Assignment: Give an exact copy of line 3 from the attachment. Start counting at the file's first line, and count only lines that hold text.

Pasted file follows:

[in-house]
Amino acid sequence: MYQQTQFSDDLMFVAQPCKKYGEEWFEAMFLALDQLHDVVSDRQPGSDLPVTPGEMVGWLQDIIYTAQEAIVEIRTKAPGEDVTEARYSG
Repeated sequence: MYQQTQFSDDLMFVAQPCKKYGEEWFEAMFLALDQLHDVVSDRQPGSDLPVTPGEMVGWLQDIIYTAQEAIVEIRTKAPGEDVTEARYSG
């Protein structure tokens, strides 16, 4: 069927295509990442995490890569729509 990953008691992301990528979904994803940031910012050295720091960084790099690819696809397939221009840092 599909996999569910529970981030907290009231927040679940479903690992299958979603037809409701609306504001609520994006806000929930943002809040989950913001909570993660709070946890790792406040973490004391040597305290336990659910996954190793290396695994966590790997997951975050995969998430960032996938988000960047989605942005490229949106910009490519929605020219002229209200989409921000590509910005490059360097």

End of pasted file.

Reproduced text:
Repeated sequence: MYQQTQFSDDLMFVAQPCKKYGEEWFEAMFLALDQLHDVVSDRQPGSDLPVTPGEMVGWLQDIIYTAQEAIVEIRTKAPGEDVTEARYSG